In this connection it is to be noted that the minor was himself a defendant and as LSA-R.S. 13:3662 provides that "parties litigant shall be entitled to examine their opponents, as under cross-examination," there would appear to be no reason why a minor codefendant should not be subject to such cross-examination.

It is true, of course, that the testimony of one codefendant taken on cross-examination cannot be availed of against the other codefendants.

This seems to be the rule laid down in the case of Edwards Bros. v. Berner, 1923, 154 La. 791, 797-798, 98 So. 247, 249. There plaintiff's counsel offered to call the defendant, Joseph Berner, as on cross-examination, whereupon, counsel for codefendant, Mrs. Berner, requested the court to limit the examination to matters which concerned the husband and not to permit the examination to affect the wife, for the reason that the husband could not be forced to give evidence against the wife. The court granted the request. The Supreme Court found that the ruling of the court was correct, not because the husband was incompetent to testify against his wife in matters of purely a civil nature, but because the husband "could not, as on cross-examination, be compelled to give evidence against his wife who was codefendant with him." The Court had this to say about the statute:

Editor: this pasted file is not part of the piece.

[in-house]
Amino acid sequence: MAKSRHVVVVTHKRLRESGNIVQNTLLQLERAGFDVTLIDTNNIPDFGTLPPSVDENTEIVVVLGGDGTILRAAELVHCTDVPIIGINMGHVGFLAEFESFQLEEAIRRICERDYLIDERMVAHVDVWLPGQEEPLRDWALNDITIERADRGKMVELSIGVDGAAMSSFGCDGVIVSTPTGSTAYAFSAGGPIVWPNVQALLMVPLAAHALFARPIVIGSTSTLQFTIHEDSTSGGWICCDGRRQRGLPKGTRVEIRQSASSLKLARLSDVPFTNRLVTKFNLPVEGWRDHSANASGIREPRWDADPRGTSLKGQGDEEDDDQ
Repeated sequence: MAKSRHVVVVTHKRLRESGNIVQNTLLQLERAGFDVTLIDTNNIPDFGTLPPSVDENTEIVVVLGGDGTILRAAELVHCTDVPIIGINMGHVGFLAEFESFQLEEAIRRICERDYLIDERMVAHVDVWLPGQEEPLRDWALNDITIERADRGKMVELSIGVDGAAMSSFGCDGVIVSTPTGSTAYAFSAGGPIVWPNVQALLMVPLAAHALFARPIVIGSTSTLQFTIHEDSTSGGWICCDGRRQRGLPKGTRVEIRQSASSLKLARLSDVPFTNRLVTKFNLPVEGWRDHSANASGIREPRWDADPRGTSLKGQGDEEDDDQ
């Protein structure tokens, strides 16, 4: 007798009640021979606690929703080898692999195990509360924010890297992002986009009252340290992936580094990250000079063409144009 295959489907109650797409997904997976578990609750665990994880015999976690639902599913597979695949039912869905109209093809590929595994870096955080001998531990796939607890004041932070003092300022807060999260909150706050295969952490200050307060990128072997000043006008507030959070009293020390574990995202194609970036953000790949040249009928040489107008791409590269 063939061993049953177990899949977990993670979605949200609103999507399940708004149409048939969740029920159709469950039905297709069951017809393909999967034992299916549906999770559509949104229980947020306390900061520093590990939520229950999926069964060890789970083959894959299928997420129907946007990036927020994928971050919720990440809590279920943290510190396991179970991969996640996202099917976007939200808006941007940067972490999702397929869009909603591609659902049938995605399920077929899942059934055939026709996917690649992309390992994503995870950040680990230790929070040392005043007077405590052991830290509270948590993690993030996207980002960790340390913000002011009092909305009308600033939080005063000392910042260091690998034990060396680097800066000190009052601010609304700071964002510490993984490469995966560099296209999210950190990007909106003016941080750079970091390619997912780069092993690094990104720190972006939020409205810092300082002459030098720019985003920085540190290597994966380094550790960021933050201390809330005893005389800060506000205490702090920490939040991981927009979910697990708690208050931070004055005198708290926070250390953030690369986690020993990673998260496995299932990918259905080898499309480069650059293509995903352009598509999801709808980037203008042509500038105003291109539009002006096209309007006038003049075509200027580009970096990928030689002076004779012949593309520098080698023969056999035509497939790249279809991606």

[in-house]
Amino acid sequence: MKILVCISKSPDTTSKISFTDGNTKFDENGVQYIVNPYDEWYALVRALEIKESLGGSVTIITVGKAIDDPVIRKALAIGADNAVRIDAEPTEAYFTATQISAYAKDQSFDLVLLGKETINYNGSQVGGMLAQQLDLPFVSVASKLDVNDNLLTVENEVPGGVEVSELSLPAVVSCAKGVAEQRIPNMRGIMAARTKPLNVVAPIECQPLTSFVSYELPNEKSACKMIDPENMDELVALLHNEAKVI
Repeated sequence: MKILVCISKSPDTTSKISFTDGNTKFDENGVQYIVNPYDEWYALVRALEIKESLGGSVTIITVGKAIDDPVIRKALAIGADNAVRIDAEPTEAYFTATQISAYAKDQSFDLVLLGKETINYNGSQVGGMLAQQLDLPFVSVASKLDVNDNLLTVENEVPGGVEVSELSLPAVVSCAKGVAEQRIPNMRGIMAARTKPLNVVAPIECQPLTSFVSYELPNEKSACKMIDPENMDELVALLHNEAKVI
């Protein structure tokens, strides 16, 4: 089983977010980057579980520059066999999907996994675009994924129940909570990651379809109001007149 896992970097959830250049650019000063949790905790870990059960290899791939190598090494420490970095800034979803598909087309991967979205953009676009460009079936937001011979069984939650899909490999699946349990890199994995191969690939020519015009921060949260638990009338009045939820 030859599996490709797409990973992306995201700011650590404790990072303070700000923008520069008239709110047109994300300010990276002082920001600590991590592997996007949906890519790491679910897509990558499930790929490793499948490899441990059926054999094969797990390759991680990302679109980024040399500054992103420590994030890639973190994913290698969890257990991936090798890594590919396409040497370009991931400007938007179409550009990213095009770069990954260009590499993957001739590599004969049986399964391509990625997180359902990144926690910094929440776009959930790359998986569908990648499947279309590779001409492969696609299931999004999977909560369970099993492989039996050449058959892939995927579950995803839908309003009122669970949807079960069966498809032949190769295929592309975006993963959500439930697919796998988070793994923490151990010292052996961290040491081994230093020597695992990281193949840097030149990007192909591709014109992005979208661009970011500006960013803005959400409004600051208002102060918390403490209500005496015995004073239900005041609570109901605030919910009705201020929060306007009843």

"* * * The statute (Act 126 of 1908) grants the right to a litigant to examine his opponent, as under cross-examination, without being held as vouching to the court for the credibility of the opponent so placed upon the stand, or as being estopped in any lawful way from impeaching the testimony given by such adversary. The statute does not extend the right and privilege of a litigant to cross-examine one defendant as against his codefendant. * * *"

This decision of the Supreme Court has been construed by this court in Schwartz Supply Company, Inc., v. Breen, La. App. 1938, 184 So. 228, 231, as holding that the testimony of a codefendant called under cross-examination cannot be considered at all as against the other defendant:

"* * * Under such circumstances it was not proper to permit one defendant called by plaintiff under the statute to give testimony adversely affecting the other defendant; or, rather, it was not proper to consider such testimony as against the other defendant."

The same conclusion was reached by the Court of Appeal for the Second Circuit in Parks v. Hall, 1937, 179 So. 868, 872. See also 3 La.Law Rev. 135.

It was, therefore, proper for the trial judge to allow Roe, Jr., to be placed on the stand as under cross-examination but his testimony cannot be considered at all in determining whether plaintiff has made out a case against the other defendants.